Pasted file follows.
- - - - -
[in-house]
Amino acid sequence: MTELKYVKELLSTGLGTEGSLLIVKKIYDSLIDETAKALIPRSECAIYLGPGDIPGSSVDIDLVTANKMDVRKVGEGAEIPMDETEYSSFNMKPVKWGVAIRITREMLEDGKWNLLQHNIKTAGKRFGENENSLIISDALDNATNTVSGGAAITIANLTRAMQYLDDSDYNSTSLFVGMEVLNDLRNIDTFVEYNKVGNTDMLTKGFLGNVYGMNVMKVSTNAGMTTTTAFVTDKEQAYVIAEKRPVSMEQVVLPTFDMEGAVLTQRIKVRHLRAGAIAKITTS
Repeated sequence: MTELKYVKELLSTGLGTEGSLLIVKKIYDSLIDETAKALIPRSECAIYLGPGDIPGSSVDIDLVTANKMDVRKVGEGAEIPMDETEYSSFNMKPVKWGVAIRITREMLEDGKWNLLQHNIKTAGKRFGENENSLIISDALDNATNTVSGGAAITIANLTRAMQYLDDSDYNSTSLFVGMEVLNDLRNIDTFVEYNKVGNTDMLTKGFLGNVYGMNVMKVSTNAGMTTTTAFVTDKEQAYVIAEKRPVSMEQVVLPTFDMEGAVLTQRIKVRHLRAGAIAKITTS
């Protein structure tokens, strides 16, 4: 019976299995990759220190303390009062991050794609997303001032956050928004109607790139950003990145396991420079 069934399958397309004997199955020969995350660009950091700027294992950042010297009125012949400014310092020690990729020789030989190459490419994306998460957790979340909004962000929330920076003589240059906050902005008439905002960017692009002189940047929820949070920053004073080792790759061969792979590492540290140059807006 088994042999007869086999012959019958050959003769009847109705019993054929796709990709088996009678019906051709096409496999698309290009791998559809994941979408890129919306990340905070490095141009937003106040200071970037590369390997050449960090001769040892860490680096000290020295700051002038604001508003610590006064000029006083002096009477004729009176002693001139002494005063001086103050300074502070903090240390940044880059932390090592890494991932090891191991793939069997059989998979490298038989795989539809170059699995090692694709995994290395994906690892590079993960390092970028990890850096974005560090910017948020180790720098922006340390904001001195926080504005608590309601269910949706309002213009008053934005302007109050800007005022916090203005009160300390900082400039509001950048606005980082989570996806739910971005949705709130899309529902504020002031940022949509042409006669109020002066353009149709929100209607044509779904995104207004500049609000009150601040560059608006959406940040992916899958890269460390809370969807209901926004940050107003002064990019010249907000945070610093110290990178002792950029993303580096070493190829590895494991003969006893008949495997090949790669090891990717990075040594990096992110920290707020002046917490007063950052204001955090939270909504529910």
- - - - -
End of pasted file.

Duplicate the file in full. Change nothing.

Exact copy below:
[in-house]
Amino acid sequence: MTELKYVKELLSTGLGTEGSLLIVKKIYDSLIDETAKALIPRSECAIYLGPGDIPGSSVDIDLVTANKMDVRKVGEGAEIPMDETEYSSFNMKPVKWGVAIRITREMLEDGKWNLLQHNIKTAGKRFGENENSLIISDALDNATNTVSGGAAITIANLTRAMQYLDDSDYNSTSLFVGMEVLNDLRNIDTFVEYNKVGNTDMLTKGFLGNVYGMNVMKVSTNAGMTTTTAFVTDKEQAYVIAEKRPVSMEQVVLPTFDMEGAVLTQRIKVRHLRAGAIAKITTS
Repeated sequence: MTELKYVKELLSTGLGTEGSLLIVKKIYDSLIDETAKALIPRSECAIYLGPGDIPGSSVDIDLVTANKMDVRKVGEGAEIPMDETEYSSFNMKPVKWGVAIRITREMLEDGKWNLLQHNIKTAGKRFGENENSLIISDALDNATNTVSGGAAITIANLTRAMQYLDDSDYNSTSLFVGMEVLNDLRNIDTFVEYNKVGNTDMLTKGFLGNVYGMNVMKVSTNAGMTTTTAFVTDKEQAYVIAEKRPVSMEQVVLPTFDMEGAVLTQRIKVRHLRAGAIAKITTS
């Protein structure tokens, strides 16, 4: 019976299995990759220190303390009062991050794609997303001032956050928004109607790139950003990145396991420079 069934399958397309004997199955020969995350660009950091700027294992950042010297009125012949400014310092020690990729020789030989190459490419994306998460957790979340909004962000929330920076003589240059906050902005008439905002960017692009002189940047929820949070920053004073080792790759061969792979590492540290140059807006 088994042999007869086999012959019958050959003769009847109705019993054929796709990709088996009678019906051709096409496999698309290009791998559809994941979408890129919306990340905070490095141009937003106040200071970037590369390997050449960090001769040892860490680096000290020295700051002038604001508003610590006064000029006083002096009477004729009176002693001139002494005063001086103050300074502070903090240390940044880059932390090592890494991932090891191991793939069997059989998979490298038989795989539809170059699995090692694709995994290395994906690892590079993960390092970028990890850096974005560090910017948020180790720098922006340390904001001195926080504005608590309601269910949706309002213009008053934005302007109050800007005022916090203005009160300390900082400039509001950048606005980082989570996806739910971005949705709130899309529902504020002031940022949509042409006669109020002066353009149709929100209607044509779904995104207004500049609000009150601040560059608006959406940040992916899958890269460390809370969807209901926004940050107003002064990019010249907000945070610093110290990178002792950029993303580096070493190829590895494991003969006893008949495997090949790669090891990717990075040594990096992110920290707020002046917490007063950052204001955090939270909504529910």